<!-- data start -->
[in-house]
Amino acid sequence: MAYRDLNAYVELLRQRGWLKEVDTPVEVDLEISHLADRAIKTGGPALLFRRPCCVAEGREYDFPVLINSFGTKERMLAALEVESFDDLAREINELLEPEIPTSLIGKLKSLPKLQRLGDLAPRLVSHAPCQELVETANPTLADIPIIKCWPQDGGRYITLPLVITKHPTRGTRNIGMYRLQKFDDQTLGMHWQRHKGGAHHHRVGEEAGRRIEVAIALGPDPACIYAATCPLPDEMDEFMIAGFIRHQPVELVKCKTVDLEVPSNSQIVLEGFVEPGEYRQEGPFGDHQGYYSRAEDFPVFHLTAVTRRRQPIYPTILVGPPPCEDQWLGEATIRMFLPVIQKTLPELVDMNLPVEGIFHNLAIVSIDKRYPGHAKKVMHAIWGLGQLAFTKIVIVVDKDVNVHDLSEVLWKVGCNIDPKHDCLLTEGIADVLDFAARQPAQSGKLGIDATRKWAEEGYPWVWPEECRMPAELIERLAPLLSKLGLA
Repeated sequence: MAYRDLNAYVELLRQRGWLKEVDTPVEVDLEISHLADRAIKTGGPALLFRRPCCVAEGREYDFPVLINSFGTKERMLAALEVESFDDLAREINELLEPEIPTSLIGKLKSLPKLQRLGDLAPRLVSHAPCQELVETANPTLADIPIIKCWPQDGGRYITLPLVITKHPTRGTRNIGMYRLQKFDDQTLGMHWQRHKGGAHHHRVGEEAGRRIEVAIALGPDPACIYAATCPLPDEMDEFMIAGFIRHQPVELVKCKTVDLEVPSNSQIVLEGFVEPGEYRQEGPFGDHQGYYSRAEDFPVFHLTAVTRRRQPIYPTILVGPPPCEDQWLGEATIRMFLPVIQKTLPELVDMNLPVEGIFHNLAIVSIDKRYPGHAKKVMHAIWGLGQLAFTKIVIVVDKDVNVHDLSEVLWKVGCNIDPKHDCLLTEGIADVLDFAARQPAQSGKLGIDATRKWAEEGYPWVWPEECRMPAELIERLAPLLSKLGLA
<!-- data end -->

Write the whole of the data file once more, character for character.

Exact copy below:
[in-house]
Amino acid sequence: MAYRDLNAYVELLRQRGWLKEVDTPVEVDLEISHLADRAIKTGGPALLFRRPCCVAEGREYDFPVLINSFGTKERMLAALEVESFDDLAREINELLEPEIPTSLIGKLKSLPKLQRLGDLAPRLVSHAPCQELVETANPTLADIPIIKCWPQDGGRYITLPLVITKHPTRGTRNIGMYRLQKFDDQTLGMHWQRHKGGAHHHRVGEEAGRRIEVAIALGPDPACIYAATCPLPDEMDEFMIAGFIRHQPVELVKCKTVDLEVPSNSQIVLEGFVEPGEYRQEGPFGDHQGYYSRAEDFPVFHLTAVTRRRQPIYPTILVGPPPCEDQWLGEATIRMFLPVIQKTLPELVDMNLPVEGIFHNLAIVSIDKRYPGHAKKVMHAIWGLGQLAFTKIVIVVDKDVNVHDLSEVLWKVGCNIDPKHDCLLTEGIADVLDFAARQPAQSGKLGIDATRKWAEEGYPWVWPEECRMPAELIERLAPLLSKLGLA
Repeated sequence: MAYRDLNAYVELLRQRGWLKEVDTPVEVDLEISHLADRAIKTGGPALLFRRPCCVAEGREYDFPVLINSFGTKERMLAALEVESFDDLAREINELLEPEIPTSLIGKLKSLPKLQRLGDLAPRLVSHAPCQELVETANPTLADIPIIKCWPQDGGRYITLPLVITKHPTRGTRNIGMYRLQKFDDQTLGMHWQRHKGGAHHHRVGEEAGRRIEVAIALGPDPACIYAATCPLPDEMDEFMIAGFIRHQPVELVKCKTVDLEVPSNSQIVLEGFVEPGEYRQEGPFGDHQGYYSRAEDFPVFHLTAVTRRRQPIYPTILVGPPPCEDQWLGEATIRMFLPVIQKTLPELVDMNLPVEGIFHNLAIVSIDKRYPGHAKKVMHAIWGLGQLAFTKIVIVVDKDVNVHDLSEVLWKVGCNIDPKHDCLLTEGIADVLDFAARQPAQSGKLGIDATRKWAEEGYPWVWPEECRMPAELIERLAPLLSKLGLA